In summary, then, I didn’t accept the traditional offer because I felt that self-publishing could be a more useful platform to make my work visible to readers. It took a degree of self-belief to take that decision and turn my back on the traditional approach, to believe that the book was good enough to do well pitted against thousands of others online. This approach could well have backfired, but my reasoning was this: at the end of the day, I love writing and I am very happy to think that people have now read my stories and (from the feedback) mostly enjoyed them! That’s job satisfaction. If I had been stubborn or lacking in confidence, I might still have been waiting to hear from agents and publishers as a completely untried author, doing another job that I didn’t really enjoy. Now, thanks to Amazon’s platform, I have heard from those publishing professionals again but can offer them some solid sales figures to prove that people enjoy reading my stories. I never say never because it would be foolish to do that, but presently I am one of the lucky ones for which self-publishing has worked. I would always encourage other people to ‘give it a go’, even if only to gather wider feedback about their work. It’s a game of constant improvement, after all.
2. “How do I make self-publishing work for me?”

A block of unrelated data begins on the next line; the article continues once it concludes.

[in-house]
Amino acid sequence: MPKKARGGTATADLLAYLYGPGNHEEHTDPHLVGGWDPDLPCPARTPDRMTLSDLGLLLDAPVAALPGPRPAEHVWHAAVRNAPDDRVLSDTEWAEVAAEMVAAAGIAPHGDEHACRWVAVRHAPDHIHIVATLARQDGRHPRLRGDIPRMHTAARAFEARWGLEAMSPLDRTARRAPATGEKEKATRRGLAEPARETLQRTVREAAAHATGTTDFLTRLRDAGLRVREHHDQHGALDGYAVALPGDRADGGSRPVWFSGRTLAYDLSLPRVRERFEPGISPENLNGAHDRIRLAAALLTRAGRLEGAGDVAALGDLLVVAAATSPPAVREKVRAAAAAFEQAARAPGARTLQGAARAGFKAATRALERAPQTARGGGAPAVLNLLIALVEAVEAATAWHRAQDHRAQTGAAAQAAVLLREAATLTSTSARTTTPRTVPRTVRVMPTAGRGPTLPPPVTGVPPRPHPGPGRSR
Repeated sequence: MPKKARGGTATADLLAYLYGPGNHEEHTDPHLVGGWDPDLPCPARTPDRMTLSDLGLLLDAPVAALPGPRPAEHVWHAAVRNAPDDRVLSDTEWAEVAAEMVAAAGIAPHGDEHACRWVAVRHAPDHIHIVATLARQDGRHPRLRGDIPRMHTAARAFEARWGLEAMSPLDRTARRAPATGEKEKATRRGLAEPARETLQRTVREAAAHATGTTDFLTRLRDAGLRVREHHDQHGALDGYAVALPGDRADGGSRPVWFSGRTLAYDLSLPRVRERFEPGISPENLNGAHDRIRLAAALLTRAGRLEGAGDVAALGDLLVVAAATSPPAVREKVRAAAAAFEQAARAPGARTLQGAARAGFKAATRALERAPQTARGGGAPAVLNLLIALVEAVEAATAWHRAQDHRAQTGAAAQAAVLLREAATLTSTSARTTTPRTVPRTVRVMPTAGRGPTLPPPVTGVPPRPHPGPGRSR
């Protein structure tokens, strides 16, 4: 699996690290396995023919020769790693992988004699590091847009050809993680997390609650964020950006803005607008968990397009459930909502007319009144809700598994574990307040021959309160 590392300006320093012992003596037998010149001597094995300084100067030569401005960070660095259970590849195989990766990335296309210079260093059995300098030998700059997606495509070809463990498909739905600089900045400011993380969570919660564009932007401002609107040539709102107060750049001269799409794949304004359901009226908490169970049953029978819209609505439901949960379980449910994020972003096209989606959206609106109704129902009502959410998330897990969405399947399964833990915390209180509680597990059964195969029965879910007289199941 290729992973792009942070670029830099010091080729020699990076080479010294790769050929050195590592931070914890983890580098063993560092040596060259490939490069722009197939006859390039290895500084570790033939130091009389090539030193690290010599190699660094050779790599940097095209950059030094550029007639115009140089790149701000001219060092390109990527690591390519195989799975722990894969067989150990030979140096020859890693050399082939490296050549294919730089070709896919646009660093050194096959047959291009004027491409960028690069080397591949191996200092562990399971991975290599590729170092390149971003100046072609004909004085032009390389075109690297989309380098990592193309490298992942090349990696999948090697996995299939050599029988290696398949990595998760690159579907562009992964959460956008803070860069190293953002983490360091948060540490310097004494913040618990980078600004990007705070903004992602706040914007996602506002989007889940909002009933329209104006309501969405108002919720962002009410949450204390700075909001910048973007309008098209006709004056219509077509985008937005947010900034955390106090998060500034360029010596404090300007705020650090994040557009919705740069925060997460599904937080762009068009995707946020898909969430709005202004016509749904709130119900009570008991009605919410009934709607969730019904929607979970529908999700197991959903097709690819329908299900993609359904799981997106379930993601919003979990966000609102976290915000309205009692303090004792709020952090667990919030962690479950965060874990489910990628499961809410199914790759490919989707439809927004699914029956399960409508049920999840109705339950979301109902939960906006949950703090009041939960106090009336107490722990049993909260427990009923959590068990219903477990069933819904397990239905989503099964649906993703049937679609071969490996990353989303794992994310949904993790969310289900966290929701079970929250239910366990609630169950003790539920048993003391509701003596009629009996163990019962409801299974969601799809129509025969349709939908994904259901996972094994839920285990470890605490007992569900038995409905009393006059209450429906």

I can’t tell you how many people have asked me this question over the past few months and I’m not always sure how to answer. I can sense the frustration, sometimes, from writers who have written great stories but for some cosmic reason their book just isn’t selling. I know writers who have done every conceivable thing right, whether that be harnessing thousands of followers on Twitter and tweeting several times per day, gathering followers on Facebook, receiving positive reviews from respected book bloggers, getting local press involved, paying for posh artwork, professional editors… the list goes on.
I don’t have all the answers! There are some extremely well-informed indie authors who have literally made it their business to learn all they can about how to be a successful indie author. Joanna Penn, for example, or Mark Dawson…check them out, their insights are very helpful.